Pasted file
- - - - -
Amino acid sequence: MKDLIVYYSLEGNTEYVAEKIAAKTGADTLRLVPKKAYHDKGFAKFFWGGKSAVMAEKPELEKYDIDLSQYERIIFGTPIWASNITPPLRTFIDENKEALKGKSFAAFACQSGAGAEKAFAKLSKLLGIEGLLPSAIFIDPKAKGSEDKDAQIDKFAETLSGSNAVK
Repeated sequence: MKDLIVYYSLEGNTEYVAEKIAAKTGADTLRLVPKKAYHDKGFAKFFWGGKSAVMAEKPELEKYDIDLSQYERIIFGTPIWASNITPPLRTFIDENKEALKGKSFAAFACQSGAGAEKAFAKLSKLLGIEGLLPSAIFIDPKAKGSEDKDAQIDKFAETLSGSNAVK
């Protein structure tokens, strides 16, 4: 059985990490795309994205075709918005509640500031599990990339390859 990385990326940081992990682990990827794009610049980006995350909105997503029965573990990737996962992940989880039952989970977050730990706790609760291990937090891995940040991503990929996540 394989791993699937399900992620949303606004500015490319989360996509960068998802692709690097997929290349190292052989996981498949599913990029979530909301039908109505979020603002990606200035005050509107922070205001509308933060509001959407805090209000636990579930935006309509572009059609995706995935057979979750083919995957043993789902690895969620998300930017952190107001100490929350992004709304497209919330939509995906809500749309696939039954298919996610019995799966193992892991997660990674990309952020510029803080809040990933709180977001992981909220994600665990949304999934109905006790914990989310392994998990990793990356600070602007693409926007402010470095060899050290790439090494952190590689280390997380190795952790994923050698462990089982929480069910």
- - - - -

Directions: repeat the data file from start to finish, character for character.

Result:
Amino acid sequence: MKDLIVYYSLEGNTEYVAEKIAAKTGADTLRLVPKKAYHDKGFAKFFWGGKSAVMAEKPELEKYDIDLSQYERIIFGTPIWASNITPPLRTFIDENKEALKGKSFAAFACQSGAGAEKAFAKLSKLLGIEGLLPSAIFIDPKAKGSEDKDAQIDKFAETLSGSNAVK
Repeated sequence: MKDLIVYYSLEGNTEYVAEKIAAKTGADTLRLVPKKAYHDKGFAKFFWGGKSAVMAEKPELEKYDIDLSQYERIIFGTPIWASNITPPLRTFIDENKEALKGKSFAAFACQSGAGAEKAFAKLSKLLGIEGLLPSAIFIDPKAKGSEDKDAQIDKFAETLSGSNAVK
């Protein structure tokens, strides 16, 4: 059985990490795309994205075709918005509640500031599990990339390859 990385990326940081992990682990990827794009610049980006995350909105997503029965573990990737996962992940989880039952989970977050730990706790609760291990937090891995940040991503990929996540 394989791993699937399900992620949303606004500015490319989360996509960068998802692709690097997929290349190292052989996981498949599913990029979530909301039908109505979020603002990606200035005050509107922070205001509308933060509001959407805090209000636990579930935006309509572009059609995706995935057979979750083919995957043993789902690895969620998300930017952190107001100490929350992004709304497209919330939509995906809500749309696939039954298919996610019995799966193992892991997660990674990309952020510029803080809040990933709180977001992981909220994600665990949304999934109905006790914990989310392994998990990793990356600070602007693409926007402010470095060899050290790439090494952190590689280390997380190795952790994923050698462990089982929480069910």